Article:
https://dfemedia.blog.gov.uk/2017/09/11/education-in-the-media-11-september-2017/

Education in the media: 11 September 2017

Girl writing

Today’s news review looks at the coverage on Wakefield City Academies Trust and disabled children’s journeys to school.

Disabled children’s journeys

Yesterday, Sunday 10 September, disability charity Contact published a press release about disabled children’s journeys to school. This was covered by BBC Radio 5 Live and BBC news online. The charity called for the Secretary of State to send a clear message to local authorities that their statutory duties to disabled children must be reflected in their transport policies.

We are clear that local authorities must make transport arrangements for all children who cannot reasonably be expected to walk to school because of their mobility problems or because of associated health and safety issues related to their special educational needs or disability. We expect councils to put appropriate arrangements in place and make decisions that are best suited to local circumstances.

Local authorities are spending nearly £1 billion each year to provide home to school transport, with around £600million of this being spent on transport for pupils with special educational needs and disability (SEND).

A Department for Education spokesperson said:

We are investing £222 million over four years to help local authorities improve special educational needs and disability (SEND) services and local authorities must provide school transport for all eligible children with SEND.

In light of the findings by Contact, the department will review the statutory guidance for local authorities to ensure it is clear.

Wakefield City Academies

On Friday, 8 September Wakefield City Academy Trust announced plans to re-broker 21 of its academies. This was reported by the BBC online, The Guardian, ITV news, Daily Mail and The Star.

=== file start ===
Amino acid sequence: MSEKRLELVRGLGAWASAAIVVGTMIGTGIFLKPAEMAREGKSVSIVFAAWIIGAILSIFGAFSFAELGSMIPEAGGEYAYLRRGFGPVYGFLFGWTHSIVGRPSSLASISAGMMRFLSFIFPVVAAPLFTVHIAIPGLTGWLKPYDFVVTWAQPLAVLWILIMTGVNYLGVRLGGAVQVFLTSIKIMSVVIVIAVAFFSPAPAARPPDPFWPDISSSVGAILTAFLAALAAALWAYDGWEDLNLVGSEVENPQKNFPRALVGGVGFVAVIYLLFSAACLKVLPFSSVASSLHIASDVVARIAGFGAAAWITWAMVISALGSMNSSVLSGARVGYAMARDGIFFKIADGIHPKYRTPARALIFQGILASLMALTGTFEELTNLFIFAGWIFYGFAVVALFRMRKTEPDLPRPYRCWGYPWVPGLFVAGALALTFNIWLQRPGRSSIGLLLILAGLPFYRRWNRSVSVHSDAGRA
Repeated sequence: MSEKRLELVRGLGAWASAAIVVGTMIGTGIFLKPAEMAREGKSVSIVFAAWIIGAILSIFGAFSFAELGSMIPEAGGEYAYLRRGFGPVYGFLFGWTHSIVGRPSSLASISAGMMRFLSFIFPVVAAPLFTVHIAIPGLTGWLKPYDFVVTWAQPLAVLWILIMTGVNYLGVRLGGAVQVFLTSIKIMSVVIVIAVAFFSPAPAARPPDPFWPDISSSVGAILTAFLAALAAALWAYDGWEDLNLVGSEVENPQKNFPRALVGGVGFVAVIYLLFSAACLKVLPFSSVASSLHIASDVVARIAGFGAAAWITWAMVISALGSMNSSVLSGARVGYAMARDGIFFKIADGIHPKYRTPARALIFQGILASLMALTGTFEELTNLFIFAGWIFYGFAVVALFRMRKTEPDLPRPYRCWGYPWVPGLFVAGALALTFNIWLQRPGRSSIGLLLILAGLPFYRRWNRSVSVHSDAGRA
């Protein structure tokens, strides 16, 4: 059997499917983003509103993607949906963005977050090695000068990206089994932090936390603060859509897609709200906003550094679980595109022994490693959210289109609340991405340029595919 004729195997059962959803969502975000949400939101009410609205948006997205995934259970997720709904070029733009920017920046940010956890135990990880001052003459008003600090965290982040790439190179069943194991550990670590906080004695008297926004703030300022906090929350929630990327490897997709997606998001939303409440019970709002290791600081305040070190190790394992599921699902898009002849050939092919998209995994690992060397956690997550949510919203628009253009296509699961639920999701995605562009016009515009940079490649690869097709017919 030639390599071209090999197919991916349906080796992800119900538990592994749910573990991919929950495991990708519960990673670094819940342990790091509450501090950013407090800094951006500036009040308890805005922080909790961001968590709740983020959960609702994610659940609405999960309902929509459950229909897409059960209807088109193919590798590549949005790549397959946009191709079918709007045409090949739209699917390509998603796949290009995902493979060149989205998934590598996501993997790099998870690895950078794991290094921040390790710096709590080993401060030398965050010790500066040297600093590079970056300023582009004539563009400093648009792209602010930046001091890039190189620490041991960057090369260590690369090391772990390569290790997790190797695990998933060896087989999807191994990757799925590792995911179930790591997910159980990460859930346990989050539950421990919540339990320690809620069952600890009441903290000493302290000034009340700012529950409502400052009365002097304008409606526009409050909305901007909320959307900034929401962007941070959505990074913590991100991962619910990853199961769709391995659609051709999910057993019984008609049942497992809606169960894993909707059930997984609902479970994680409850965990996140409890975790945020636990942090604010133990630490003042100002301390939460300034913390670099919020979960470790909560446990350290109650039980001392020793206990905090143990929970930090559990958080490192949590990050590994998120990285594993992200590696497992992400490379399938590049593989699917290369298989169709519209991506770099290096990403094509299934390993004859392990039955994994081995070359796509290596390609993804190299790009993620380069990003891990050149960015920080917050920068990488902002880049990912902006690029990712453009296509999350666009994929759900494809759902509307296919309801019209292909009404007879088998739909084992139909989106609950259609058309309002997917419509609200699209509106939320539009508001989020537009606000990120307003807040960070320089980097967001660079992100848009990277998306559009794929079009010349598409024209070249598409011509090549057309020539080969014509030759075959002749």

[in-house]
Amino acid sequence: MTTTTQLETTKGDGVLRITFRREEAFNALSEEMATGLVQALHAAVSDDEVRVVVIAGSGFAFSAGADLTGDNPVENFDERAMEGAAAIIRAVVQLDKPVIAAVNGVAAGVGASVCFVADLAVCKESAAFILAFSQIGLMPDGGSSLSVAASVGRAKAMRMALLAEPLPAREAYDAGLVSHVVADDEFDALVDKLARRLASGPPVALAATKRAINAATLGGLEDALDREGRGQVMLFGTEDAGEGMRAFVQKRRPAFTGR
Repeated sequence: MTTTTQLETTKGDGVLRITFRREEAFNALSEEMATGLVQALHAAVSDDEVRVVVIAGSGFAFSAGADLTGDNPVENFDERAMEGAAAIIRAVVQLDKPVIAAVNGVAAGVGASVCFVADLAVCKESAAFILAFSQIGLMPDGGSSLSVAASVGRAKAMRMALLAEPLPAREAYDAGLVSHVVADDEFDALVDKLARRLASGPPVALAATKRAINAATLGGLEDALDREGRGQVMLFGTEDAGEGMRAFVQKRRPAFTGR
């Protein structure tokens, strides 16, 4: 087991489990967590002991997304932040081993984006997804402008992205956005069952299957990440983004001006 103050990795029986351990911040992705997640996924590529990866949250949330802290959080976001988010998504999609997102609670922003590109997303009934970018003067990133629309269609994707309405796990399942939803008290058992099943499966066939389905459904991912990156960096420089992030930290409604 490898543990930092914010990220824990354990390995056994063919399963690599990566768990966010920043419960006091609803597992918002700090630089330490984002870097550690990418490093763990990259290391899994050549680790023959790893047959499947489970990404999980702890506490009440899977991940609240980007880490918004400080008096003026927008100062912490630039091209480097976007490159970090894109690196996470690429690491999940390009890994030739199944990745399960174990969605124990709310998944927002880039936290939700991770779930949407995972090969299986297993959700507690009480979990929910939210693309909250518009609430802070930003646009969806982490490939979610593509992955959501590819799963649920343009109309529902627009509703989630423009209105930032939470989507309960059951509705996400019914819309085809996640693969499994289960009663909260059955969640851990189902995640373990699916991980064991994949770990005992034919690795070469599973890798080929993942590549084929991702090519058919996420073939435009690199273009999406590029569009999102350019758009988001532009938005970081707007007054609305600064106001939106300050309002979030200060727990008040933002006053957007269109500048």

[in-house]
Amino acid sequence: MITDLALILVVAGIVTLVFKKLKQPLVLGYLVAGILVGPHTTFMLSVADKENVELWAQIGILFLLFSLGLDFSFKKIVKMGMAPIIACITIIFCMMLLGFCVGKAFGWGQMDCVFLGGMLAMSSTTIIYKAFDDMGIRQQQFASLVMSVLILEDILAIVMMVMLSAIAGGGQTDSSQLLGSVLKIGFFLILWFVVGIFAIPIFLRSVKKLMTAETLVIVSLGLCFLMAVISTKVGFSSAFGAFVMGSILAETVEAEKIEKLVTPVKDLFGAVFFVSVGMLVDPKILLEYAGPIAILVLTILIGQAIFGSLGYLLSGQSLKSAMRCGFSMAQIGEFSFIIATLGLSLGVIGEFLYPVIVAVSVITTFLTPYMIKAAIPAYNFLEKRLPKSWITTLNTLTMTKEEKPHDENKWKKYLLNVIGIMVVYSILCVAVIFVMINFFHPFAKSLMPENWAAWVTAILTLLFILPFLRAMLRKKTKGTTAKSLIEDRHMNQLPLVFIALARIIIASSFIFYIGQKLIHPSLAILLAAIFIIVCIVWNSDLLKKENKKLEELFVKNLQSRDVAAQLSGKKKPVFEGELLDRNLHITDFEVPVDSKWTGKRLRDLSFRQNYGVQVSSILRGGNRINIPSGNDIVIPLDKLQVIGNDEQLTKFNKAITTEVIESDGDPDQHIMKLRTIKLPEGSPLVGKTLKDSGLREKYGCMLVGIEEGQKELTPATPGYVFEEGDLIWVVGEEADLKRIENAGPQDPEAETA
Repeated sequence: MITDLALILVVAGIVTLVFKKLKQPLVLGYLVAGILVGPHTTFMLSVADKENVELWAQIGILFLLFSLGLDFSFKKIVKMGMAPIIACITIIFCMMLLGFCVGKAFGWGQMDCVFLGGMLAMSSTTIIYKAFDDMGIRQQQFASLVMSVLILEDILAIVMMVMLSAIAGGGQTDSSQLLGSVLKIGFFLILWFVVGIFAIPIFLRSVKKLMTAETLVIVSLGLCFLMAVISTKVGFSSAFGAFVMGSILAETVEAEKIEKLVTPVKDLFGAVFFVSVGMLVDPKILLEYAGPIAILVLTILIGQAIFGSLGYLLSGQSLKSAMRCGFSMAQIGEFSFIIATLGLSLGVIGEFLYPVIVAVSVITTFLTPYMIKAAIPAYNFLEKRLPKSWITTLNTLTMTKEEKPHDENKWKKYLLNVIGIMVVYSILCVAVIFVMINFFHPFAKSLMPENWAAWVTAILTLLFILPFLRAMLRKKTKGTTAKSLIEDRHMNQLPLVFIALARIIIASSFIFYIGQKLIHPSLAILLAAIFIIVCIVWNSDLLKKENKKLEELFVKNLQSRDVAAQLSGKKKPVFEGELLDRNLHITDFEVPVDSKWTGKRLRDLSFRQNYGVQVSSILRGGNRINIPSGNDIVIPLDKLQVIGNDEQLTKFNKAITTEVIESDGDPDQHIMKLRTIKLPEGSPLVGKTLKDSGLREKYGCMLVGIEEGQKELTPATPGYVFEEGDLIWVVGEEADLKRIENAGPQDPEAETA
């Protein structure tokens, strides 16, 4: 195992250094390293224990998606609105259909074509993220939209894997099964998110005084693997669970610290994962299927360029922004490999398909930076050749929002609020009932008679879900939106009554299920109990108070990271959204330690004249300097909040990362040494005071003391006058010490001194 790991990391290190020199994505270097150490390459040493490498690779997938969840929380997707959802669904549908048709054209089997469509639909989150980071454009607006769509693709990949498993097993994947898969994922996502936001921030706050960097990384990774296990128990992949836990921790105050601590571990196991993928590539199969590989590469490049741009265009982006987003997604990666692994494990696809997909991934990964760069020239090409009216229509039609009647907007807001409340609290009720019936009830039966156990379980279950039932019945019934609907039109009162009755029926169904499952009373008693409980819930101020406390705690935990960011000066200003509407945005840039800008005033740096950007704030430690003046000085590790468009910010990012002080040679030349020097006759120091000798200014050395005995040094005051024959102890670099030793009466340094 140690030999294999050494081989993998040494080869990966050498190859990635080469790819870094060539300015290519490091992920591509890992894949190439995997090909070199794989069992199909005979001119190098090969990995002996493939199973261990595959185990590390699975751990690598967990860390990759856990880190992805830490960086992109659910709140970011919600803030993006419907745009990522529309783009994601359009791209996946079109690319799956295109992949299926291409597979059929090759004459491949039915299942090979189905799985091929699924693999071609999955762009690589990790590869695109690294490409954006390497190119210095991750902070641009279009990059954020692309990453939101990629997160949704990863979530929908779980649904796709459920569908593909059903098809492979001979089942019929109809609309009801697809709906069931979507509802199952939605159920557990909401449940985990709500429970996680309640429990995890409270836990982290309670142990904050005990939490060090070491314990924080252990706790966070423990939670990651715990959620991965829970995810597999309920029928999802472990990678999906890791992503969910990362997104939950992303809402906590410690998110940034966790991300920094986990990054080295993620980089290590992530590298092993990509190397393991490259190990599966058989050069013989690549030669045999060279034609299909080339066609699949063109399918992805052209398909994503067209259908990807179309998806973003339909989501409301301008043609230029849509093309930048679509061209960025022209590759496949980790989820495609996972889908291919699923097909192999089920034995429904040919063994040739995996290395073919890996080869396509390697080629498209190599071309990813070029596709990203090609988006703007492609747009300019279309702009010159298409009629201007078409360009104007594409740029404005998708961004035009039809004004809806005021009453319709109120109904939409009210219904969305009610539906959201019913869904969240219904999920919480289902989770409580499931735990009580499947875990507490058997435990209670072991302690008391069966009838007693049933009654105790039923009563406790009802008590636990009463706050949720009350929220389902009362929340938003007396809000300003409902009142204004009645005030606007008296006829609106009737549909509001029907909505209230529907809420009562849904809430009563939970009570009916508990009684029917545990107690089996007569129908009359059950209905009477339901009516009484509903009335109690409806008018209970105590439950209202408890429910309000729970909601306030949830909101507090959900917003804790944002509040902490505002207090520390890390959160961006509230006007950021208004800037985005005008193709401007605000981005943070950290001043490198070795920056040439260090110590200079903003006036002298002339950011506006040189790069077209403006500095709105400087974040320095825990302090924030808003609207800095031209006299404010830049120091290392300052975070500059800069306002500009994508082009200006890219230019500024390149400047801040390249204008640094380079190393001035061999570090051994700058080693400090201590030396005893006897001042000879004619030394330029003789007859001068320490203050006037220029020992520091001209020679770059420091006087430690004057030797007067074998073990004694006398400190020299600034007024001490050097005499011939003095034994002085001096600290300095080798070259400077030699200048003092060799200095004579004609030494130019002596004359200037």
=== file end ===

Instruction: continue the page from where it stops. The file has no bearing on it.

One of the key strengths of the academy system is the capacity for quick and decisive intervention but the termination of an academy’s funding agreement is not taken lightly. We became aware that we needed to take firm action to address underperformance following 2016 results showing a decline. We acted as soon as we were aware of the decline in results and have been talking to the Trust over the past year to find solutions. These included strengthening the Trust Board and appointing an interim CEO.

It was right to give the Trust an opportunity to demonstrate that it could make sustainable improvements at its academies. However, it is clear that re-brokerage is the only way to ensure pupils receive the best possible education.

The Regional Schools Commissioners for Lancashire and West Yorkshire and the East Midlands and Humber are working with the trust to identify new sponsors.

Academies will remain part of Wakefield City Academies Trust until a suitable sponsor can be found, supported by the Regional Schools Commissioner.

A Department for Education spokesperson said:

We have agreed to the re-brokerage of all 21 schools under the Wakefield City Academy Trust’s control.

Academy trusts operate under a strict system of oversight and accountability – more robust than in council-run schools – allowing us to take swift action to deal with under-performance, including transferring schools to new trusts where necessary. Our priority is to ensure all children receive the best possible education and the Regional Schools Commissioners for Lancashire and West Yorkshire and the East Midlands and Humber are working with the trust to identify new sponsors and to ensure minimal disruption for pupils.

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